I like DC characters; I just hate DC

I'm Amy, a white queer atheist vegetarian cis female physics major. I spend most of my time fangirling Connor Hawke, Jason Todd and Cassandra Cain. This blog is sex-positive, body positive, QUILTBAG positive, anti-racism, anti-misogyny, anti-ableism, anti-oppression in general, anti-whatever fuckery DC is pulling now, and pro-Missing-E. Check out http://daggerpen.livejournal.com/tag/fanfiction for my fics. I have SPD and a migraine disorder, so please tag for flashing lights, general trigger warnings, and, just as a personal "I'm tired of seeing scans from these shitty arcs" thing, tag for Fabian Nicieza and Grant Morrison, as well as the issue numbers of the arcs in which they both butchered Jason's characterization.
I am likewise willing to tag for anything. I do my best to tag for anything that might generally be a problem for someone, but if I'm posting something you need to Savior, just drop me an ask and I'll do my best. Thanks to Tumblr user dimethyloctopus for the icon. Check out the full version here: http://dimethyloctopus.tumblr.com/post/48569979761/cass-cain-redesign-kinda
Posts tagged "politics"


Republicans on 18 days paid vacation after denying Unemployment Insurance and blocking equal pay for women!


The Nexus of Republicans and Vladimir Putin!

Republicans, since retaking control of the House of Representatives in 2010 and the forty-five Republican Senators, really haven’t done anything tangible to get us out of the precarious predicament George W. Bush left us in, but, despite that fact, with the intelligence of President Obama and the Democrats, “we have come a long way from where we were…

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In other words: Political money and hence influence at the top levels is disproportionately white, male, and with almost no social context that includes significant numbers of African Americans and other people of color.

This is why money isn’t speech. Freedom of speech as a functional element in democratic life assumes that such freedom can be meaningfully deployed. But the unleashing of yet more money into politics allows a very limited class of people to drown out the money “speech” of everyone else—but especially those with a deep, overwhelmingly well documented history of being denied voice and presence in American political life.

Republicans like to think of themselves as the Christian party, so it never entirely made sense that they oppose what’s become known as “Souls to the Polls,” a big push by black churches on the Sundays before Election Day to bring worshippers directly from the pews to the polls in states with early voting. But of course they oppose it, because their love of Jesus comes second to their love of discouraging African-Americans from exercising their right to vote.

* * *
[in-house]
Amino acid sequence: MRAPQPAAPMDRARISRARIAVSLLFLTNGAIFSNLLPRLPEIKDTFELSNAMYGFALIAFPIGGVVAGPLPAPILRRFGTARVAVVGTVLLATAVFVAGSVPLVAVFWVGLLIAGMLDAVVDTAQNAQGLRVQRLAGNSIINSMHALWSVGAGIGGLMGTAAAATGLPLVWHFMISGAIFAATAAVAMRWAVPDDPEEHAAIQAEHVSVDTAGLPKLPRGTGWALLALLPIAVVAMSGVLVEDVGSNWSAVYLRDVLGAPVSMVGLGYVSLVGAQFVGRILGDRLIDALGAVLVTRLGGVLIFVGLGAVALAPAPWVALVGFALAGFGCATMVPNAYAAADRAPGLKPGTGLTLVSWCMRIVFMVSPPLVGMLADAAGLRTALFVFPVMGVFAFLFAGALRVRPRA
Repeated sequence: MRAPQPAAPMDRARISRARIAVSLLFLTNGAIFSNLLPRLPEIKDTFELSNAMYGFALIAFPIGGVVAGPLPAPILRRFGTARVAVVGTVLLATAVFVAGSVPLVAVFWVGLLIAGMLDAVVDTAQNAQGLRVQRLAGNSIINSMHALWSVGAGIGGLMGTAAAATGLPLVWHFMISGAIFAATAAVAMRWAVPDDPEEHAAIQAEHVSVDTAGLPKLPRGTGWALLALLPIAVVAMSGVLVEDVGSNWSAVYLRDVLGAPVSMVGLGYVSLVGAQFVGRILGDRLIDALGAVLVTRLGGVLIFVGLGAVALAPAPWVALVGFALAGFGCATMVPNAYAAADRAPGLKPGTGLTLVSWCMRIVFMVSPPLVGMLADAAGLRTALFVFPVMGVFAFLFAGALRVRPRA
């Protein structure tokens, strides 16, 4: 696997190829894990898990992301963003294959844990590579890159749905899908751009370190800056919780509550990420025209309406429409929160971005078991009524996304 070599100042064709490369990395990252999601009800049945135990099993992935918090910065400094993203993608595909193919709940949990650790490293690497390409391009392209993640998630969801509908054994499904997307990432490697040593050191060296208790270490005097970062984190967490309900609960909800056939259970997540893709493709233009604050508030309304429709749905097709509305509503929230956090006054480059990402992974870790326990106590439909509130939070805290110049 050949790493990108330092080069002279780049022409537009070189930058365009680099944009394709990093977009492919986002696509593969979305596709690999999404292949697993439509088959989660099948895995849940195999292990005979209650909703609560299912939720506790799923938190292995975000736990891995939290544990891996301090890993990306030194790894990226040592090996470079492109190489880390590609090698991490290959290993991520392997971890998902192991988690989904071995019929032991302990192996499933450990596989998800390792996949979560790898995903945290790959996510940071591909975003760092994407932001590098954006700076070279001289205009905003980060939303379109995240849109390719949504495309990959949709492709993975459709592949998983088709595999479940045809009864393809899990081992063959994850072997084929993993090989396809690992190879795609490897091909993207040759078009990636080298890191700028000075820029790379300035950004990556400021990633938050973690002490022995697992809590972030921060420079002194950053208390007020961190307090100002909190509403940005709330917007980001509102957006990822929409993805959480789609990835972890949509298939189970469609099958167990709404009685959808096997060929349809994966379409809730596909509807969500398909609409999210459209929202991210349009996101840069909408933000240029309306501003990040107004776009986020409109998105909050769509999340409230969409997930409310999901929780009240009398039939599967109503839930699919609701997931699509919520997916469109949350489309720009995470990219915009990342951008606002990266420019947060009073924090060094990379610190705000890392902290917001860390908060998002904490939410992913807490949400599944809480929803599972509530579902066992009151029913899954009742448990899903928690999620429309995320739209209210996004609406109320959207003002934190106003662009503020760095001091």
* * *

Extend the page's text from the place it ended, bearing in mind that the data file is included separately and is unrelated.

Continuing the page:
So after Wisconsin went overwhelmingly for President Obama with a strong black turnout in 2008, GOP legislators cut the number of early voting days in half, and specifically closed the polls on the Sunday before the election. But black voters struck back by shifting “Souls to the Polls” to two Sundays before Election Day in 2012. And it worked. After an inspiring Milwaukee rally outside the county building, lines to obtain ballots and then to cast them stretched down hallways and snaked around corners. For hours, every voting booth was full. Families came with tiny children, many still dressed for church. I noted at the time “it was the Obama coalition in microcosm – mostly younger whites, women and African-Americans.”

Obama won the state again, this time more narrowly, thanks to continued strong African-American turnout. The Republican plan didn’t work.

Now Wisconsin Republicans have done away with “Souls to the Polls” entirely. Thanks to a bill just signed by Gov. Scott Walker, there’s no weekend voting in Wisconsin at all anymore, even though research shows weekend voters are younger, poorer and less white. Scratch that: It’s not “even though”; it’s specifically because they’re younger, poorer and – especially – less white.

(via theotherscottpeterson)


Educate yourself: http://mm4a.org/1fIW9lp
Our democracy depends on it.

(via theotherscottpeterson)



Out of Sight, Out of Mind is Pitch Interactive’s jaw-dropping, time-lapse animation of every American drone strike in Pakistan.  

248 days: I’m voting because I’m sick of drones being the “American way.”


People on food stamps are not lazy nor are they necessarily unemployed


People on food stamps are not lazy nor are they necessarily unemployed

(via saphire-dance)


Fox News and conservative politicians being their usual selves.